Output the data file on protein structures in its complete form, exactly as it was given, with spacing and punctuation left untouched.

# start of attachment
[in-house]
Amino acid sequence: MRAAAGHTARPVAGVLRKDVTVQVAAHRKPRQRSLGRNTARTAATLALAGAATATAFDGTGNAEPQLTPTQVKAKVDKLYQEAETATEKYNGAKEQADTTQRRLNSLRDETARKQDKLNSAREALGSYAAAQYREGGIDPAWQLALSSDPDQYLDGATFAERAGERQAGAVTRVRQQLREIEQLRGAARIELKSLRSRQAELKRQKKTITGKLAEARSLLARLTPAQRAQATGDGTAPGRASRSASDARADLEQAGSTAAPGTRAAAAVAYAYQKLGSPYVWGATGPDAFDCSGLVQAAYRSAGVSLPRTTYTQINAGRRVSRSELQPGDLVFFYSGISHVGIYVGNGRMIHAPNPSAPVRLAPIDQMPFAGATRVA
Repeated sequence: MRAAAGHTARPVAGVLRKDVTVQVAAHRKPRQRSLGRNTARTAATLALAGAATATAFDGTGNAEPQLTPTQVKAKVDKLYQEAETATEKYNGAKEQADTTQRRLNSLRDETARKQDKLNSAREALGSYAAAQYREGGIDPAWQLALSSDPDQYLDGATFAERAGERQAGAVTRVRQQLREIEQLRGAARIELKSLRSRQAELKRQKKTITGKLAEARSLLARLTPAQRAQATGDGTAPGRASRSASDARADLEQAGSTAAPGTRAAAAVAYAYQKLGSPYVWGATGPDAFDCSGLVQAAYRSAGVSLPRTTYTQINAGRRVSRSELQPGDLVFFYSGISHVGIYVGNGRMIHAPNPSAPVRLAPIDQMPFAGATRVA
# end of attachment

[in-house]
Amino acid sequence: MRAAAGHTARPVAGVLRKDVTVQVAAHRKPRQRSLGRNTARTAATLALAGAATATAFDGTGNAEPQLTPTQVKAKVDKLYQEAETATEKYNGAKEQADTTQRRLNSLRDETARKQDKLNSAREALGSYAAAQYREGGIDPAWQLALSSDPDQYLDGATFAERAGERQAGAVTRVRQQLREIEQLRGAARIELKSLRSRQAELKRQKKTITGKLAEARSLLARLTPAQRAQATGDGTAPGRASRSASDARADLEQAGSTAAPGTRAAAAVAYAYQKLGSPYVWGATGPDAFDCSGLVQAAYRSAGVSLPRTTYTQINAGRRVSRSELQPGDLVFFYSGISHVGIYVGNGRMIHAPNPSAPVRLAPIDQMPFAGATRVA
Repeated sequence: MRAAAGHTARPVAGVLRKDVTVQVAAHRKPRQRSLGRNTARTAATLALAGAATATAFDGTGNAEPQLTPTQVKAKVDKLYQEAETATEKYNGAKEQADTTQRRLNSLRDETARKQDKLNSAREALGSYAAAQYREGGIDPAWQLALSSDPDQYLDGATFAERAGERQAGAVTRVRQQLREIEQLRGAARIELKSLRSRQAELKRQKKTITGKLAEARSLLARLTPAQRAQATGDGTAPGRASRSASDARADLEQAGSTAAPGTRAAAAVAYAYQKLGSPYVWGATGPDAFDCSGLVQAAYRSAGVSLPRTTYTQINAGRRVSRSELQPGDLVFFYSGISHVGIYVGNGRMIHAPNPSAPVRLAPIDQMPFAGATRVA